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History of Mandalay 

Mandalay is the second largest city in Myanmar. It lies on the east bank of the Ayeyarwaddy River and in the upper part of Myanmar.  King Mindon, making it the capital of an independent kingdom for less than 30 years, had founded the town only 29 years earlier in 1857. The city was named after the Mandalay Hill, which is situated at the northeast corner of the present city.

The name " Mandalay " is a derivative of the Pali word " Mandala ", which means" a plains land "and also that of the Pali word " Mandare ", which means "an auspicious land ".

Mandalay has the Royal Palace of the last Konbaung Dynasty. Mandalay inherits many cultural heritages from the ancient Myanmar Kingdoms and beautiful places to visit.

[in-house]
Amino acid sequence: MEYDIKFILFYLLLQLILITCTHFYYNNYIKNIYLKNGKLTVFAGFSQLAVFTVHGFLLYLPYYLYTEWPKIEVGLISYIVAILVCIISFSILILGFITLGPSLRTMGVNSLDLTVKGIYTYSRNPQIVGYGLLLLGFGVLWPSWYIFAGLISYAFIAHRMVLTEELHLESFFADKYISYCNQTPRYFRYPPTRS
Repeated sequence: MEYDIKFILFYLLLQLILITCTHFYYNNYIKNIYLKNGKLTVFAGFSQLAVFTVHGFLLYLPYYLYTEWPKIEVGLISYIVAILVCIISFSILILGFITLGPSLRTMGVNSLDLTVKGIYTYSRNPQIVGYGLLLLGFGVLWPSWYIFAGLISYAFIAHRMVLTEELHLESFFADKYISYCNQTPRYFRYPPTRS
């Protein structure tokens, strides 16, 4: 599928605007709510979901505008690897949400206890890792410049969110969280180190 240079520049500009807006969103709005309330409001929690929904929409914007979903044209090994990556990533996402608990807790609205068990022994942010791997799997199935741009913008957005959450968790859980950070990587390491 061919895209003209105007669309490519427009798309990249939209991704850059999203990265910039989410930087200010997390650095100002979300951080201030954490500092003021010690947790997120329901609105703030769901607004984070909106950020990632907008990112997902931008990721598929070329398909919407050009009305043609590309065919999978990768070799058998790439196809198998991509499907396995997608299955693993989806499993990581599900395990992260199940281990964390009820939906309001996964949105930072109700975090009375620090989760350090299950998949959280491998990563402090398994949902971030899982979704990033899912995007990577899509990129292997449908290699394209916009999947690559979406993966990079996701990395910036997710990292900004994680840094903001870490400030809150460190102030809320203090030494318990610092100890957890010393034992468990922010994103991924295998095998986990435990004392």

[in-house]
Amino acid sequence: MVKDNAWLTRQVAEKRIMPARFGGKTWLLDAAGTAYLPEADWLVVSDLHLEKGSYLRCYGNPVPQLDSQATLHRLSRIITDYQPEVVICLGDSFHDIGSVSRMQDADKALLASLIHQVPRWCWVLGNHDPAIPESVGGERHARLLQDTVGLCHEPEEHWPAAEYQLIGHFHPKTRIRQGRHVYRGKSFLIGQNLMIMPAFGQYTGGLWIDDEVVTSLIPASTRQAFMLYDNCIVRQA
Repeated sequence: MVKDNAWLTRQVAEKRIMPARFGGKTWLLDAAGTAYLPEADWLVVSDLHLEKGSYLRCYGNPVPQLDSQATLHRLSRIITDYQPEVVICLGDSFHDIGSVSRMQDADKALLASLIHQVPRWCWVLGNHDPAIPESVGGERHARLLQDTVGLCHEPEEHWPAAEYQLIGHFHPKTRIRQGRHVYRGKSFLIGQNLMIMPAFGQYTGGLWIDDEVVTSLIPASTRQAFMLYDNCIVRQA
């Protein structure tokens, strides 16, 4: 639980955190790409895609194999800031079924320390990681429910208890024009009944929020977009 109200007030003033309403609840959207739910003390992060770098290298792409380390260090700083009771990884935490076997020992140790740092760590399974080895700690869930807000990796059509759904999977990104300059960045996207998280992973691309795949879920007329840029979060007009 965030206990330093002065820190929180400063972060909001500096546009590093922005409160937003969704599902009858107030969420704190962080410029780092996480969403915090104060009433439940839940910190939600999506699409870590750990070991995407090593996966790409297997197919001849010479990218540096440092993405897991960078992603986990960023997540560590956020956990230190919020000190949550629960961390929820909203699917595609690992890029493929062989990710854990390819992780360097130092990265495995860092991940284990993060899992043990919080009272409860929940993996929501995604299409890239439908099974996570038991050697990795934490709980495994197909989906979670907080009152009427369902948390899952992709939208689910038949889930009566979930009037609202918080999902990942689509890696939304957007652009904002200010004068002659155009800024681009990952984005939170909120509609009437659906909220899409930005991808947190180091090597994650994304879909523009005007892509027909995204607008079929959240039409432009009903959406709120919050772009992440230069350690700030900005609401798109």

Beyond the city are several historic sites that can easily be explored on day excursion. These include the ruins of one-time capital Amara and Mingun where the world’s largest ringing bell can be seen.

Mandalay Hill is a popular destination to visit while you are in Mandalay. The beautiful scene of the whole city can be seen from the hill. Royal Palace, Sanda Muni and Shwenandaw Monastery are a few more.
Myanmar was devastated by the World War II and the British evacuation and the reoccupation. During the war, many significant buildings were either burnt down or heavily damaged. That included many constructions in Mandalay, including the King’s palace. However, the palace and many buildings were rebuilt on the original ground and old model.

It is located 650 kilometres north of Yangon, and can be reached by air, rail, road or river. Flying is the best way to travel. Travel by train or car takes about 14 hours while travel by boat up the Ayeyarwady or Irrawaddy river takes at least a couple of week. Mandalay is the last in Myanmar’s long line of royal capitals; Mandalay is still the spiritual and cultural heart of the nation.